Say yes to zest!

Lemons, limes, oranges, and other citrus fruits can add tons of flavor to a dish (without adding extra liquid) through their finely grated or slivered rinds, known as zest. The zest comes from the outer skin of the fruit, which is packed with aromatic oils. When using zest, always make sure to use only the colored portion of the skin—the white part (called the pith) is bitter and will ruin the flavor of the dish.

When a recipe calls for both zest and fruit or juice, remove the zest first, before cutting the fruit open. You'll find it easier and less messy to remove the zest from a whole piece of fruit than from one that's been cut open.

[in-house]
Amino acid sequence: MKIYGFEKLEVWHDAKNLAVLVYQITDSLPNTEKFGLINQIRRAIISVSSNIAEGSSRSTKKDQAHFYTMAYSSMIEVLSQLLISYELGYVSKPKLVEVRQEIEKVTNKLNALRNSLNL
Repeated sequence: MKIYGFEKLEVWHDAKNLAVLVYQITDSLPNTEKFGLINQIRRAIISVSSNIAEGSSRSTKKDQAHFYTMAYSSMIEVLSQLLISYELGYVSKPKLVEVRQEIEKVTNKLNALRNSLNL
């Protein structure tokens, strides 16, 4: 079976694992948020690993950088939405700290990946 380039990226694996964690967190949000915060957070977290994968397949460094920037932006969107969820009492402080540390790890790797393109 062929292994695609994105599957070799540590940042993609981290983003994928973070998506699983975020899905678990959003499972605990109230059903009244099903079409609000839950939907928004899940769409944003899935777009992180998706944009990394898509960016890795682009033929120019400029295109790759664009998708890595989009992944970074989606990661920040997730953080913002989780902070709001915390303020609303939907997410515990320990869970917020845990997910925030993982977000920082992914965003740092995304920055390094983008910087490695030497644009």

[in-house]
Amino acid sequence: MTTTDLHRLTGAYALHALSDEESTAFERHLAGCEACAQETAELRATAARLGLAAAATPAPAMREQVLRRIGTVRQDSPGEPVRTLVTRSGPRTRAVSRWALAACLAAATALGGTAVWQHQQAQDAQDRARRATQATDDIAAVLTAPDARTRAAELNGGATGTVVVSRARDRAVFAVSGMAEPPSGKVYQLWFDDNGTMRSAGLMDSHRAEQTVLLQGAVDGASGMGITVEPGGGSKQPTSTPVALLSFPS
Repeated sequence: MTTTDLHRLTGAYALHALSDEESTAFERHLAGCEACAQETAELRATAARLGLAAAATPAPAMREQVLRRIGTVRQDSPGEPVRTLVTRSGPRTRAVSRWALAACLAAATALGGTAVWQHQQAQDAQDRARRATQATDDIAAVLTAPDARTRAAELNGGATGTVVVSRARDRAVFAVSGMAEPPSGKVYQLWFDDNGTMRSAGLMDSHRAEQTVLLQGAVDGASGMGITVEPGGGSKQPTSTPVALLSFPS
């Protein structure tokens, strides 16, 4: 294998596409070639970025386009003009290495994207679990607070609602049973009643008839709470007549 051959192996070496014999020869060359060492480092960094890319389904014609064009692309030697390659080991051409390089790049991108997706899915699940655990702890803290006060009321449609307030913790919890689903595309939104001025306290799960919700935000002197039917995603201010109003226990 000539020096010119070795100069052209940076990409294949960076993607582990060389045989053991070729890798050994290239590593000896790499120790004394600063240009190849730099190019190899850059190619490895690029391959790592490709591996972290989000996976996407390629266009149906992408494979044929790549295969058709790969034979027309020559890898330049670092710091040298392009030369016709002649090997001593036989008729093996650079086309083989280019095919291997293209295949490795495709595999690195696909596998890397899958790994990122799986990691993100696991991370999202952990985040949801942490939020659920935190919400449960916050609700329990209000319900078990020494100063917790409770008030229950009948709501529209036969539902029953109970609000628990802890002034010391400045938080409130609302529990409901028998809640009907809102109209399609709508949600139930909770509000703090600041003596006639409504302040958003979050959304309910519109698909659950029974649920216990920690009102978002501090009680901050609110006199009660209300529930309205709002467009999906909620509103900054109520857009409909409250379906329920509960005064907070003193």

How to Make Zest

You can remove zest with special kitchen tools (called zesters or citrus strippers), but a plain box grater works especially well for making zest. To grate the zest and easily remove it from the grater, cover the finest grating surface with a length of plastic wrap, as shown in the following figure. The grating surface pokes through the plastic but the plastic itself doesn't grate into the zest. Rub the citrus across the plastic-covered surface (remember to grate just the colored part, not the bitter white pith). When you think you've grated enough (it takes a lot of grating to make a little bit of zest), lift off the plastic and scrape up the zest up with a flat edge, such as a dough scraper (shown in Chapter 3) or a knife. Use a measuring spoon to see if you've grated enough zest for the recipe.


Recipe © 1999 by Kate Heyhoe

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